Busy day at the marriage registration centers

A total of 1,414 couples tied the knot across Shanghai on Monday, which marks Qixi Festival. The figure is more than three times higher than normal.
Wang Rongjiang / SHINE

Tracy Wang (left) and Bryant Zhang pose for photos with their marriage certificates at the marriage registration office in Jing’an District on Monday.

Monday was the day to get married in Shanghai.

A total of 1,414 couples tied the knot across the city on the day, which marked Qixi Festival.

The figure is more than three times higher by comparison to an average day's figure, the city's civil affairs authorities said.

Qixi is the seventh day of the seventh month on the lunar calendar and is also known as Chinese Valentine's Day.

The Pudong New Area marriage registration center was the busiest such center — with 296 couples registered, followed by the districts of Chongming (106) and Minhang (101), according to Shanghai Civil Affairs Bureau.

"I picked Qixi to make the registration about two months ago because it is a romantic festival," said Zhu Jing, who said "I do" at Huangpu District marriage registration center on Monday morning. "It is now one of the most important days in my life and I will celebrate the festival every year from now on.”

At the Jing'an District marriage registration center, Lily Wang, a bride-to-be, and her sweetheart asked for a half-day leave from their companies to register.

"We originally planned to tie the knot at Putuo District registration center, but we found it had no vacancy for reservation. Luckily, there was only one left in Jing'an and we grabbed it without hesitation," Wang said.

"Qixi is the Chinese version of Valentine's Day, and it is meaningful to marry on the day. Moreover, the date August 28 also sounds auspicious."

Dong Jun / SHINE

A flower deliveryman doing his rounds in Shanghai on Monday.

But Monday wasn't so good for the city's flower sellers, who reported no big increase in sales.

At Caojiadu Flower Market, the largest of its kind in downtown and which is scheduled to close by the end of this year, a flower shop owner surnamed Fang said the price of roses did not rise significantly.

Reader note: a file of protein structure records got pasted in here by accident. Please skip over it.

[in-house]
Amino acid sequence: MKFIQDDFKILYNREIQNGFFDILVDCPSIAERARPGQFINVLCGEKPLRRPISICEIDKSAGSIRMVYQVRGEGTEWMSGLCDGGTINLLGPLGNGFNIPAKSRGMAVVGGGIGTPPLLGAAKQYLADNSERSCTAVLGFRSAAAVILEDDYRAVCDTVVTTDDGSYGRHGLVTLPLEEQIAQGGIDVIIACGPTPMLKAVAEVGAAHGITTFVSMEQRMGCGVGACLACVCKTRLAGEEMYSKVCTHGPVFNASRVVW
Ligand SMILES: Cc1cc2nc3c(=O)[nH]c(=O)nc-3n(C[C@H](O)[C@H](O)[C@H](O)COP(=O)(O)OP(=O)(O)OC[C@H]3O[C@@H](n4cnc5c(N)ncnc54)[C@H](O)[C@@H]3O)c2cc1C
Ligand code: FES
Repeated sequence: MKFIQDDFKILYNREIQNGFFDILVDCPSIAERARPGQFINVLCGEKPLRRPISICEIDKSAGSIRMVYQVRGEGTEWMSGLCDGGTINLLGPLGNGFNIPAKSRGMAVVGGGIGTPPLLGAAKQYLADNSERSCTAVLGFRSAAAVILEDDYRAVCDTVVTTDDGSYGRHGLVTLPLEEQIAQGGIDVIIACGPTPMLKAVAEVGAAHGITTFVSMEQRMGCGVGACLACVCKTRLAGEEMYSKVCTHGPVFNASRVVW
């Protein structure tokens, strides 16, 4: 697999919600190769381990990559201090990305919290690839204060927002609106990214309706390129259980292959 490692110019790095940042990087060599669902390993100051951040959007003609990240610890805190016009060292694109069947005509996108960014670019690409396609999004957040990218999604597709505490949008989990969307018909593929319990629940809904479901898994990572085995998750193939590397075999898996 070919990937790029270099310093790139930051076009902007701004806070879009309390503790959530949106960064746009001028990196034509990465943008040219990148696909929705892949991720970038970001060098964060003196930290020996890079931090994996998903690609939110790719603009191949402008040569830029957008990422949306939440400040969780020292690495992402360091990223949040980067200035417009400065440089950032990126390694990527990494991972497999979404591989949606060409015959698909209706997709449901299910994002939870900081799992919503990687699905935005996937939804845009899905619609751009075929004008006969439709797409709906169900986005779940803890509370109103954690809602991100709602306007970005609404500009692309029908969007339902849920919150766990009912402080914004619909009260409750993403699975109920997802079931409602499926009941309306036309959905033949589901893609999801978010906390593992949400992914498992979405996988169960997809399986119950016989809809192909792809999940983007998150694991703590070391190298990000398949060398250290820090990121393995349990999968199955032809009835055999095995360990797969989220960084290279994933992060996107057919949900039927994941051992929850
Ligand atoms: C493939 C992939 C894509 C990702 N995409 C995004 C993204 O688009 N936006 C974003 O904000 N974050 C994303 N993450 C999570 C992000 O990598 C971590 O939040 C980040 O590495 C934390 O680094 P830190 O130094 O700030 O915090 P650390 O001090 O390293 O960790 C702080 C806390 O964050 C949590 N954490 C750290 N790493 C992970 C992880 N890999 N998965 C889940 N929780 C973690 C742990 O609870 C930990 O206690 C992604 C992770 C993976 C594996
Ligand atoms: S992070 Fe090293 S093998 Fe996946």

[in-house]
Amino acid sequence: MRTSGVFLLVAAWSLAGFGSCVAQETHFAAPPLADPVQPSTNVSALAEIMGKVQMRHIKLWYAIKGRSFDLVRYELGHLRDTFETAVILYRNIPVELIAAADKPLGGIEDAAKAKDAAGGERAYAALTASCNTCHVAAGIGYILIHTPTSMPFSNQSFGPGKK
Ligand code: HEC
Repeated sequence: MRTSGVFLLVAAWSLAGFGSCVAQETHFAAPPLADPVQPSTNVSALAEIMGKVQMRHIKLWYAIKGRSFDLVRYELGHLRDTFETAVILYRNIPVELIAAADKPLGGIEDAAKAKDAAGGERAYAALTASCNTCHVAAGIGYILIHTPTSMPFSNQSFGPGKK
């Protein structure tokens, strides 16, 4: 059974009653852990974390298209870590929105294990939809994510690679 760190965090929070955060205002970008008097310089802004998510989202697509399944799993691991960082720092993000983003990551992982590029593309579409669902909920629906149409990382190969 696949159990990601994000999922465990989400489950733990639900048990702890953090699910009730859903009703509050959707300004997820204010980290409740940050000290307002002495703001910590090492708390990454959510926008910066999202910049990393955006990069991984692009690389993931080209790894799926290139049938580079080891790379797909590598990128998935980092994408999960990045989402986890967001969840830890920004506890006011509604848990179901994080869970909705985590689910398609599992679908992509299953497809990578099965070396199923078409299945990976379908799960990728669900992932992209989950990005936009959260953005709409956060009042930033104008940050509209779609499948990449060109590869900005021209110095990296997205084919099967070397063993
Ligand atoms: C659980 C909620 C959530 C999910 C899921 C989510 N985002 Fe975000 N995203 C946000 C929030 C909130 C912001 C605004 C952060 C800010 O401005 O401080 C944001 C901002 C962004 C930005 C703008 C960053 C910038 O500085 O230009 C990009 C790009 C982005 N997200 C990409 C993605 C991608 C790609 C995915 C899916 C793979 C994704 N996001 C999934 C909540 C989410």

The price of a rose was 6 yuan (88 US cents) to 8 yuan today, compared with 5 yuan on normal days at the market, Fang said.

"We had a booming business during this year's (western) Valentine's Day, and men usually don't spend twice buying roses for their sweethearts," he told Shanghai Daily.

"If men did not buy flowers on Valentine's Day, we would have much better business on Qixi," said Fang, adding that business was slack on Monday.

The Qixi Festival, like Valentine's Day in the west, is a time for businesses to promote various products from luxury bags to jewelry.

"To be frank, I don't like the festival because it means I need to prepare a gift for my girlfriend," said Shanghai resident Eric Wang, who was buying a bunch of roses for his girlfriend at Caojiadu Flower Market. "It is a sweet burden."

"There are too many festivals, and I need to remember each of them and prepare gifts every time, which makes me feel tired," he said. "She will not complain if I don't have a gift, but she will be unhappy."

Wang should be in his sweetheart's good books though — he booked a meal at a Japanese restaurant to mark the occasion.

For many middle-aged and seniors, the festival isn't about buying flowers. 

Cao Jinhua, 65, said she never celebrates Valentine's Day or Qixi. She came to Caojiadu just to buy some vases. "For people of my age, a plain life is the most treasured. There is no need to prepare roses or other things to express love because love is deeply rooted in our hearts."

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